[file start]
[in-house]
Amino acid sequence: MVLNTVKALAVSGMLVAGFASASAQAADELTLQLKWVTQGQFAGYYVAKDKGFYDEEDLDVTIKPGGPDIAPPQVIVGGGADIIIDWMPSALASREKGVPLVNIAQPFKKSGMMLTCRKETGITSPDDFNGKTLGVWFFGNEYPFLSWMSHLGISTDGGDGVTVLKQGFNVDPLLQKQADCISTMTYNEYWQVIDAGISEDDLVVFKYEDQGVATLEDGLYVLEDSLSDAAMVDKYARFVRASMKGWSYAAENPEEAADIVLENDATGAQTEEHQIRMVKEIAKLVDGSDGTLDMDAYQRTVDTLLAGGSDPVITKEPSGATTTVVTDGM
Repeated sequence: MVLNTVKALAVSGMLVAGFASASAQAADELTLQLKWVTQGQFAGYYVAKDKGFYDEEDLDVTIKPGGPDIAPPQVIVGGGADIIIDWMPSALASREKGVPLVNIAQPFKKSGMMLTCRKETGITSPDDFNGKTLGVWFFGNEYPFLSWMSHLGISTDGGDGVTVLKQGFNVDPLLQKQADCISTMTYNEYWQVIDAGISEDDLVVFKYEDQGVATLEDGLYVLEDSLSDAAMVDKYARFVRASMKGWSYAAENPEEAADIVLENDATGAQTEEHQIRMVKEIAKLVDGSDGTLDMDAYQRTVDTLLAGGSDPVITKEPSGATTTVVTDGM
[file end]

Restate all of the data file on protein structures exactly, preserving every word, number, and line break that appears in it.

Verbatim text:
[in-house]
Amino acid sequence: MVLNTVKALAVSGMLVAGFASASAQAADELTLQLKWVTQGQFAGYYVAKDKGFYDEEDLDVTIKPGGPDIAPPQVIVGGGADIIIDWMPSALASREKGVPLVNIAQPFKKSGMMLTCRKETGITSPDDFNGKTLGVWFFGNEYPFLSWMSHLGISTDGGDGVTVLKQGFNVDPLLQKQADCISTMTYNEYWQVIDAGISEDDLVVFKYEDQGVATLEDGLYVLEDSLSDAAMVDKYARFVRASMKGWSYAAENPEEAADIVLENDATGAQTEEHQIRMVKEIAKLVDGSDGTLDMDAYQRTVDTLLAGGSDPVITKEPSGATTTVVTDGM
Repeated sequence: MVLNTVKALAVSGMLVAGFASASAQAADELTLQLKWVTQGQFAGYYVAKDKGFYDEEDLDVTIKPGGPDIAPPQVIVGGGADIIIDWMPSALASREKGVPLVNIAQPFKKSGMMLTCRKETGITSPDDFNGKTLGVWFFGNEYPFLSWMSHLGISTDGGDGVTVLKQGFNVDPLLQKQADCISTMTYNEYWQVIDAGISEDDLVVFKYEDQGVATLEDGLYVLEDSLSDAAMVDKYARFVRASMKGWSYAAENPEEAADIVLENDATGAQTEEHQIRMVKEIAKLVDGSDGTLDMDAYQRTVDTLLAGGSDPVITKEPSGATTTVVTDGM